During our deliverability webinar, 80% of attendees said they have good deliverability but still want tips for improvement.
Email deliverability (aka “inbox placement”) is a complex topic, and inbox providers are constantly changing the game. It’s important to stay on top of deliverability best practices so that your content reaches a person’s inbox and potential problems can be spotted before they snowball. Devin Jensen, Email Marketing Manager at Inntopia, Steve Wagner, Senior Marketing Manager at Webbula, and I covered a lot of ground in the one-hour webinar. Here are the key concepts we discussed:
Respect opt-ins and opt-outs
This is rule number one. Get a person’s explicit consent before you add them to your email lists (the one exception being if they made a purchase, which is implicit consent).
List sources and list hygiene
How you acquire email addresses is a huge factor in deliverability.
- Beware of using trade show lists, sweepstakes, and wi-fi lists. People who did not stop by your booth at a trade show don’t expect to hear from you. As far as sweepstakes and wi-fi lists go, those who signed up wanted to win a prize or wanted free wi-fi. They don’t necessarily want your emails.
- Use Webbula to remove invalid emails, delivery threats, known spam bots, and more from your email lists.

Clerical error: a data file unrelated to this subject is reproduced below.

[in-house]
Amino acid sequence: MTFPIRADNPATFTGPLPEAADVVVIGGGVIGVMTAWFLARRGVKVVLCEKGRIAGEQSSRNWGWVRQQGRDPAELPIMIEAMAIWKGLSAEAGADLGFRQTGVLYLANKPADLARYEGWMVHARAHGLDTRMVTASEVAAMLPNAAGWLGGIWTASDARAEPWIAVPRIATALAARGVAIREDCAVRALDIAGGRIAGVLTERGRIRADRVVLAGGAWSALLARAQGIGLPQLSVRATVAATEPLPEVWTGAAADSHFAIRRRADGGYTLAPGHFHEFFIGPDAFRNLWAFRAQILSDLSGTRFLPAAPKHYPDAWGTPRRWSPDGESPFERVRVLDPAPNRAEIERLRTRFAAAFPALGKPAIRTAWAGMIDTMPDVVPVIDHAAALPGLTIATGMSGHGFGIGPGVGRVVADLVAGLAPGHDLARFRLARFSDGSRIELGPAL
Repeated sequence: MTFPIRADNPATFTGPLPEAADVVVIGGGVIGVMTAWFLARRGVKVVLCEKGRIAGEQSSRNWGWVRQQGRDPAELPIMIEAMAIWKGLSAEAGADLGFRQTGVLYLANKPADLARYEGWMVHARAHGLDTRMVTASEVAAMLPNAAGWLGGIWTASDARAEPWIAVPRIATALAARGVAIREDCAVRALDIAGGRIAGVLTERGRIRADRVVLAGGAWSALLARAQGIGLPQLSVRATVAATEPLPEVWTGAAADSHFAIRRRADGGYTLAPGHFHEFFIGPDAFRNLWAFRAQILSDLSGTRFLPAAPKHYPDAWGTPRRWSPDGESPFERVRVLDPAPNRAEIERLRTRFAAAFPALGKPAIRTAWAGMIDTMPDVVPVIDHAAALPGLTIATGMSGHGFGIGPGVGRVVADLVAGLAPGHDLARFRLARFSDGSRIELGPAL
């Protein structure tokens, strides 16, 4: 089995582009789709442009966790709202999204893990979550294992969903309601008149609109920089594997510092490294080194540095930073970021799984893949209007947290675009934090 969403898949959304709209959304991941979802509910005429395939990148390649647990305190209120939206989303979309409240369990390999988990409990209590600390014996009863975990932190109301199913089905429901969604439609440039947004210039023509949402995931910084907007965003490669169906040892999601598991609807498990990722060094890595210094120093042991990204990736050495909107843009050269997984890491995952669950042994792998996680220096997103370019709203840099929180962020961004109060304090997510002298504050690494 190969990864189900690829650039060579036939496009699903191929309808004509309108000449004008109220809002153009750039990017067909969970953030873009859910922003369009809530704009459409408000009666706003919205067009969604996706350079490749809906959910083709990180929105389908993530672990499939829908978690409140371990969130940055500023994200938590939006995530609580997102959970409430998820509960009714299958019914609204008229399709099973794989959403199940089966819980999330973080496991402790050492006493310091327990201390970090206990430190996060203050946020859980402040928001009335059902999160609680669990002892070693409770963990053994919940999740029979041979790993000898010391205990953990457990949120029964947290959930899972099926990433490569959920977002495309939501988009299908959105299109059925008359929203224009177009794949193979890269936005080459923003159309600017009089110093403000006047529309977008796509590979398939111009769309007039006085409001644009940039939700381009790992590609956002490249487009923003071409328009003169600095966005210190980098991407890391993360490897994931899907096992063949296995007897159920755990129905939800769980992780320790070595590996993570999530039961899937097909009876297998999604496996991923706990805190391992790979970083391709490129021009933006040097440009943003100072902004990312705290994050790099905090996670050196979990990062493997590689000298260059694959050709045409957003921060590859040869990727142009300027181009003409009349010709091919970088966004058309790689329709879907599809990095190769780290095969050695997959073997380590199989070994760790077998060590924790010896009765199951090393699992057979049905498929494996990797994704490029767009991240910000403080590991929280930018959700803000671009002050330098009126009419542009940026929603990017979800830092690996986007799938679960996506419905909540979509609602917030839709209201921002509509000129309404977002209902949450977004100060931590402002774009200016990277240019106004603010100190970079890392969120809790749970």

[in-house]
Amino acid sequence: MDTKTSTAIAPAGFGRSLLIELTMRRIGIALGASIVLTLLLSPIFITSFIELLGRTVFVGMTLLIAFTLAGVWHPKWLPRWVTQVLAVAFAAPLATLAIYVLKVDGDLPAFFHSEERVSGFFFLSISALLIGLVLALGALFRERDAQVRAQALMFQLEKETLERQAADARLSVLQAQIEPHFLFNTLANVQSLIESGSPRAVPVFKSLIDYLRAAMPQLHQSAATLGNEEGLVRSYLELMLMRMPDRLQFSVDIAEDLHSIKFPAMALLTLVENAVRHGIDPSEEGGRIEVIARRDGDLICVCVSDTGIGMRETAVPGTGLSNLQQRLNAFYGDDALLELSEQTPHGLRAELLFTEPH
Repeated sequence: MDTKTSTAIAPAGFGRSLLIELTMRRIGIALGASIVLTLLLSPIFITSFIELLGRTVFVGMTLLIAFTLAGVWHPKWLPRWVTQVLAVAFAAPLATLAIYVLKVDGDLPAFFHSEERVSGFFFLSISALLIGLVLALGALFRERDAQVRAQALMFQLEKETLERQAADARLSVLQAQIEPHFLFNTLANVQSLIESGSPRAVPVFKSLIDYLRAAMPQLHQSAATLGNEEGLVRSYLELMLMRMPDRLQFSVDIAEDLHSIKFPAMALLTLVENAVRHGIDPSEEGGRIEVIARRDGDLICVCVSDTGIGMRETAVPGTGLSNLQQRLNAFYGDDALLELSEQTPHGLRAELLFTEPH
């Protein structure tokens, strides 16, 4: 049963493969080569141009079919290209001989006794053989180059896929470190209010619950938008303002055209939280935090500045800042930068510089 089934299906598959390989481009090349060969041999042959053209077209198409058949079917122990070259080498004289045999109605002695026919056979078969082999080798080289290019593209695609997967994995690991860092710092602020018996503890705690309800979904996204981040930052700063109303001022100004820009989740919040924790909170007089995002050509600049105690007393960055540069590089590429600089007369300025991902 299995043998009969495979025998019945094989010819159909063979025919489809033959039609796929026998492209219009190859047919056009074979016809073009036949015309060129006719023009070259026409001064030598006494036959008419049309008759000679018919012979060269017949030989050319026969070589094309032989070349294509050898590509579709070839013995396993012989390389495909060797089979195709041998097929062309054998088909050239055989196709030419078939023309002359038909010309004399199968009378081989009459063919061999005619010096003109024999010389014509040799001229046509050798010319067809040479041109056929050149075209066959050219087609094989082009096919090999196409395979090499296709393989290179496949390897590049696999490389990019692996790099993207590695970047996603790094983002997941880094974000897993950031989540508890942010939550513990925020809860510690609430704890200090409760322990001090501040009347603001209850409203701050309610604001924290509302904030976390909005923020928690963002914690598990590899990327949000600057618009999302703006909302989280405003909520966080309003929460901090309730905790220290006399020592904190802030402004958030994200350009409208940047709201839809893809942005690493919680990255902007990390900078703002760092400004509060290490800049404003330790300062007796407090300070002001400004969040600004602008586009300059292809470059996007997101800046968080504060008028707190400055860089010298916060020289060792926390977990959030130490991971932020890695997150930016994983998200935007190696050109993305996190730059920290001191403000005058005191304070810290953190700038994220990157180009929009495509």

Engaging content is key
Inbox providers (e.g. Google, Yahoo, etc.) are watching how users interact with your emails. Do users open an email, click a link, and add the sender to their contacts? Positive behaviors performed by the user will bolster your sender reputation and increase your chances of reaching the inbox.
Negative behaviors (e.g. marking an email as spam, deleting without opening, etc.) will hurt your sender reputation and increase the chances of landing in the spam folder.
Deliverability metrics should be KPIs
Monitoring content and deliverability metrics over time and per inbox provider will help you spot list hygiene issues and deliverability problems.
Open rate, clickthrough rate, click-to-open rate, and unsubscribe rate all give you a good idea of whether an email is wanted by your subscribers. If the email is wanted, it will bolster your sender reputation and increase your chances of reaching the inbox.
If you notice a decrease in open rate, it could mean the email did not resonate with your audience. If your list and content have not changed and you notice a drop over the course of sending two or more emails, it could indicate a deliverability problem.
Hard bounces, soft bounces, and abuse complaints should be monitored and kept as low as possible. For benchmark metrics, read the full deliverability whitepaper.
A large number of hard bounces indicates an issue with list hygiene. Think about where that list came from, if the opt-in was explicit, and whether the email addresses were correctly entered without spelling mistakes. Webbula can help to remove invalid emails, delivery threats, and known spam bots from your email lists.
Still have questions?
*Benchmark numbers from IBM’s 2018 Marketing Benchmark Report https://www.ibm.com/downloads/cas/L2VNQYQ0
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